Last Updated on July 11, 2023
When preparing for a roofing job you need more than just a good coil roofing nailer. You also need more than a solid understanding of OSHA safety rules. Whether it be a complete re-shingle or simply a repair, you’re bound to hear talk about a high-wind nailing pattern. This goes double if you live near the coast or anywhere in Florida. In hurricane-prone areas high-wind nailing patterns are mandated by local building codes.
The high wind shingle nailing pattern came about (officially, at least) in 2003. Since then, the International Building Code required roofers to fasten shingles using six nails. You must also properly space nails in front of the seal line. They required these high-wind-rated products on any roofs in wind regions rated at or above 110 mph. Shingle manufacturers now produce products rated somewhere between 60 and 130 mph, using two-hour duration tests.
See our article on How to use a roofing nailer.
High Wind Nailing Pattern for 3-Tab Shingles
So what does this high wind nailing pattern look like? On traditional 3-tab shingles it would look like this:
Note that the nails are just below the tar line. Keep your nails on either side of the gap. You want them away from the middle of each individual shingle. That ensures the gap in the shingle above doesn’t expose the nail head underneath. Here is a visual example of what you don’t want:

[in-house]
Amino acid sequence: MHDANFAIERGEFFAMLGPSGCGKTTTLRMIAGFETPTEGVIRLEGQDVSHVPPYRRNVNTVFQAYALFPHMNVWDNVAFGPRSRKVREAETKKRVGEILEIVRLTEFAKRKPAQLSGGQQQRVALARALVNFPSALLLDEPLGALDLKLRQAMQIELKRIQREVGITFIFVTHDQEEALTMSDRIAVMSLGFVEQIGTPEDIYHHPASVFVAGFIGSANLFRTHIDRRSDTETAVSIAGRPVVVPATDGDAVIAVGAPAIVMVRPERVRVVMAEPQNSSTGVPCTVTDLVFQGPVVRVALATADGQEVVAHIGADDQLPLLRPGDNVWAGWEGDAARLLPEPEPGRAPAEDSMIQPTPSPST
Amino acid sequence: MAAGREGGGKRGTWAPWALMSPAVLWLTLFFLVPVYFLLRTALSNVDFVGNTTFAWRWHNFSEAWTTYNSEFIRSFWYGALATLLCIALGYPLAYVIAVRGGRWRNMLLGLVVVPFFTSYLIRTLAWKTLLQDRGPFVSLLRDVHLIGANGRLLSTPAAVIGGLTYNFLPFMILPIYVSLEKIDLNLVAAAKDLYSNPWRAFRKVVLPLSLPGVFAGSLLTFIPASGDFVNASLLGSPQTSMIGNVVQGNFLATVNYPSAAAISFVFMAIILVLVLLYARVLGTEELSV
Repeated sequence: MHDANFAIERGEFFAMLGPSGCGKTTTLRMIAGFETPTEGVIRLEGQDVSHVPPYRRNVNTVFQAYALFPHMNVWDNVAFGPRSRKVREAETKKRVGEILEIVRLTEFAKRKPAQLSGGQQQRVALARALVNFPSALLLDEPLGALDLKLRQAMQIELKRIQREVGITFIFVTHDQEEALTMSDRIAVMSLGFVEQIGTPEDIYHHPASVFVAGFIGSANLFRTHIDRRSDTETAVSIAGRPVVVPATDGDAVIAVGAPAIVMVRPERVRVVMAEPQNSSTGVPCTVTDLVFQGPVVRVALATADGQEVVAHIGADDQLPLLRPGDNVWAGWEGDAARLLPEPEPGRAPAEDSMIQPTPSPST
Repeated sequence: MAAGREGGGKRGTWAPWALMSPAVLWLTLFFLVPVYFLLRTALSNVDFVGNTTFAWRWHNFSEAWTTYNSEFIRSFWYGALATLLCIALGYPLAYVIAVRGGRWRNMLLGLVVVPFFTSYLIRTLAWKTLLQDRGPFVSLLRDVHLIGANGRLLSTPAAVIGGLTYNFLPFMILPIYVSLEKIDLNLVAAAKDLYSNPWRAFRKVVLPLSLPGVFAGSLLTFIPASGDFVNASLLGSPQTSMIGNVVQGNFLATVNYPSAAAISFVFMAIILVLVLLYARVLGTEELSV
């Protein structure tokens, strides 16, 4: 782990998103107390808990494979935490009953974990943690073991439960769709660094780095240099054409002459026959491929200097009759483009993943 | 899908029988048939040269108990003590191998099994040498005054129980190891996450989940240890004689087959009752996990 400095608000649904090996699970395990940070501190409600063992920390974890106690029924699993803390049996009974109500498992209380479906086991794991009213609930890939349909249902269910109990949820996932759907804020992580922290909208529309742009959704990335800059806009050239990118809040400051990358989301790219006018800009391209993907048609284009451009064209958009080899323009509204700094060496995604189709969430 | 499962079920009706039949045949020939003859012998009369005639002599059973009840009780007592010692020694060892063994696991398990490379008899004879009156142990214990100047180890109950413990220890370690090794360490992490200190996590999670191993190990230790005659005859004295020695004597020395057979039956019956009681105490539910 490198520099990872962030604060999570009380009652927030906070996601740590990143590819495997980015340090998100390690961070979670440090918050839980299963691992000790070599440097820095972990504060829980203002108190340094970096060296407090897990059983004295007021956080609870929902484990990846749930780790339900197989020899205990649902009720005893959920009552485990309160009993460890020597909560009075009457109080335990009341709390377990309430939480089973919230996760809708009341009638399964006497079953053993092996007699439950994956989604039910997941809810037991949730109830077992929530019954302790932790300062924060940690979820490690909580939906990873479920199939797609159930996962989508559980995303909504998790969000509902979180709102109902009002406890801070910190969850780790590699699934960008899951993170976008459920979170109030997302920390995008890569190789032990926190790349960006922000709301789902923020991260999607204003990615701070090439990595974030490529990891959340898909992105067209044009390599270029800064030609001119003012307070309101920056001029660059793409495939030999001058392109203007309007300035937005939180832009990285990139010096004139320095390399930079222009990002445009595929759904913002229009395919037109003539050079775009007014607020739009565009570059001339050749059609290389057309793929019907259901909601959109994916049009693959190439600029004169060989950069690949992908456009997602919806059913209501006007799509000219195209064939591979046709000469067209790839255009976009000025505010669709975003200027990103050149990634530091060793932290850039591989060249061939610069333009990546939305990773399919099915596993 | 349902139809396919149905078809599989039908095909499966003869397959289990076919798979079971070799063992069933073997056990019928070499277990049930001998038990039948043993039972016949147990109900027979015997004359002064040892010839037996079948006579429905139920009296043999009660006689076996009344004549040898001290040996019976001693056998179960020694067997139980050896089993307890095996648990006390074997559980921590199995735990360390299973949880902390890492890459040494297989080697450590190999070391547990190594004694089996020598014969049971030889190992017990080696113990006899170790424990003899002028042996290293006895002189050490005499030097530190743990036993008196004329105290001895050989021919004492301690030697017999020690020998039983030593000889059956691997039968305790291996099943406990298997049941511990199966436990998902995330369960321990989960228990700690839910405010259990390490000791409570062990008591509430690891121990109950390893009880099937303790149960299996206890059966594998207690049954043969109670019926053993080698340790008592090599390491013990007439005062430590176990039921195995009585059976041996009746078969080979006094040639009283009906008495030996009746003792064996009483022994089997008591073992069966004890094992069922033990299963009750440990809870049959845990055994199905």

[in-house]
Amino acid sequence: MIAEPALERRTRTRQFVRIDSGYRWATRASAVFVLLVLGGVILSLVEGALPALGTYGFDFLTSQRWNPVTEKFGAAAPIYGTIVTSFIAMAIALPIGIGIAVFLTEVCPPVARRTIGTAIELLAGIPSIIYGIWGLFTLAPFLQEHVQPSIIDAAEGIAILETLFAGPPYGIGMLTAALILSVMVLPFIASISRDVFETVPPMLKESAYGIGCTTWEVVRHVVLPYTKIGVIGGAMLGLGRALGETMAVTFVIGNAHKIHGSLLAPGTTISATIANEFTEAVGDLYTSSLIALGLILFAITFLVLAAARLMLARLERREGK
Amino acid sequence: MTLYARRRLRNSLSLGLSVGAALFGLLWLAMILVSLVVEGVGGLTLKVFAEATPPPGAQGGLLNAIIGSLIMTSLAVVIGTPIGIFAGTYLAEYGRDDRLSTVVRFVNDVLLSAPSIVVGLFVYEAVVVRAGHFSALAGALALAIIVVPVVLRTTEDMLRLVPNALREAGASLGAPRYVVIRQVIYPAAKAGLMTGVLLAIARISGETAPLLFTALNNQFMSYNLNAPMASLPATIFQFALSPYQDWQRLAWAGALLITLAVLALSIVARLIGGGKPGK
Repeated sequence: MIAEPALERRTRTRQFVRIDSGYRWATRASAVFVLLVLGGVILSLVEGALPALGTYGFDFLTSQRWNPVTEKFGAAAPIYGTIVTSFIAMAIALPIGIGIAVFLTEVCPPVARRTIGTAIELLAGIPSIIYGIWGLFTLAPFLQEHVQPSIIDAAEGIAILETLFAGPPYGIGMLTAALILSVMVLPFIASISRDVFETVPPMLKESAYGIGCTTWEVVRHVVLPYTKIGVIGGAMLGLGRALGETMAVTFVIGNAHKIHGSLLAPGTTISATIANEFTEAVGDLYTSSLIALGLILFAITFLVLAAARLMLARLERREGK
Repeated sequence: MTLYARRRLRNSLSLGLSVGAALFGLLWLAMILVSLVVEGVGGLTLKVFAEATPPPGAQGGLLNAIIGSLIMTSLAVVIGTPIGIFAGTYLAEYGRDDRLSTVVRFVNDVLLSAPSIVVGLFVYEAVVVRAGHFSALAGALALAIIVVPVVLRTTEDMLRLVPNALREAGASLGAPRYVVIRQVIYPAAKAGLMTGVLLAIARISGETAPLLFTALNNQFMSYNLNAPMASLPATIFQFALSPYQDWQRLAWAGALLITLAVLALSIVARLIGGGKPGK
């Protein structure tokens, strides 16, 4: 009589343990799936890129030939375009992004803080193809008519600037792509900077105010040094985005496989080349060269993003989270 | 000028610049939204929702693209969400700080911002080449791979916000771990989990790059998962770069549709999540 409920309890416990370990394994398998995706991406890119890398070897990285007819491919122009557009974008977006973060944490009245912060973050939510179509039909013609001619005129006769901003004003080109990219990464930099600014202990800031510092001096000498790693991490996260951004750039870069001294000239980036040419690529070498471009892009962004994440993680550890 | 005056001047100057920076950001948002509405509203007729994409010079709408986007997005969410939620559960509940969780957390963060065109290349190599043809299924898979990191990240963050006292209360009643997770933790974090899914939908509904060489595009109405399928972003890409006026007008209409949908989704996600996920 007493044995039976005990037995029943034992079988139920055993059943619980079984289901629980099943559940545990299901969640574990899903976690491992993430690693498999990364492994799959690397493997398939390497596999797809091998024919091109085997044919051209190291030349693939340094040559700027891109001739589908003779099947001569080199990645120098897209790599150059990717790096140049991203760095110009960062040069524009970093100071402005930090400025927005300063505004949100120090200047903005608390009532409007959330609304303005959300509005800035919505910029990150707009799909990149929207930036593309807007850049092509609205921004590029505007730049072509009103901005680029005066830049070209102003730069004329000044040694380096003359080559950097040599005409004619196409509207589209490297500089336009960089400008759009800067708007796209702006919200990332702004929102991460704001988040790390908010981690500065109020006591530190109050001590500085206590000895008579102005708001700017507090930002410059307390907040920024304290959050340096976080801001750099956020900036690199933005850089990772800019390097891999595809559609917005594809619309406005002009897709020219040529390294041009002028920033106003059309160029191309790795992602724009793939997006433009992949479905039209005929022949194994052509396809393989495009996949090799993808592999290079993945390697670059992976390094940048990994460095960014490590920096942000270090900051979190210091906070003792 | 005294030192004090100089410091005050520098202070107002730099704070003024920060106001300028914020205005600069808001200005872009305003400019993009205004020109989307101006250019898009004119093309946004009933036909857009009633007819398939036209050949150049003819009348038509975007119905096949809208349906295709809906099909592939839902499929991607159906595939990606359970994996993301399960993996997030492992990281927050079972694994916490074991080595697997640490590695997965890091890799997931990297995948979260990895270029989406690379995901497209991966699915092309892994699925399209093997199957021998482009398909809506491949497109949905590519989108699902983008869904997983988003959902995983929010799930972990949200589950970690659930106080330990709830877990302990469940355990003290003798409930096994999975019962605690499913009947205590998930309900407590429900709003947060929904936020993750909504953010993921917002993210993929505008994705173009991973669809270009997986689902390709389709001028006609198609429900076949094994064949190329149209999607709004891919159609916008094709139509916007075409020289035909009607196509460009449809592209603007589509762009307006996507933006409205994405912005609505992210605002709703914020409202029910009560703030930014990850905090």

High Wind Nailing Pattern for Architectural Shingles
For architectural or dimensional shingles, the nailing pattern would look something like this:
With architectural shingles, you don’t have to worry about nails poking through the gaps. Unlike 3-tab shingles, they use an architectural layer atop a solid layer so no gaps exist. As a result, you simply space out the nails evenly across the width of the shingle. Be sure to keep around 1-inch in from the sides and keep the nails just below the tar line. You also don’t want any nails to appear below the level of the shingle that rests on top of the nails.
Additional Tips for the Work
Some roofing coil nailers have an adjustable shingle guide. This lets you automatically set the position of the nail with respect to the bottom of the shingle. This is extremely handy, though after a while you will likely find yourself, guide-free, nailing away quickly and accurately once you’ve done a couple of rows.
We recommend a 6 nail pattern regardless of whether or not you live in a high-wind area. It simply doesn’t take all that much more effort. Most people use pneumatic roofing nailers, so adding n extra couple of hits takes little effort. The cost certainly isn’t much more either. Take into account the hassle associated with any kind of early roofing material failure, and you’ll probably agree that a little extra time and money spent up front can save a lot of hassle down the road.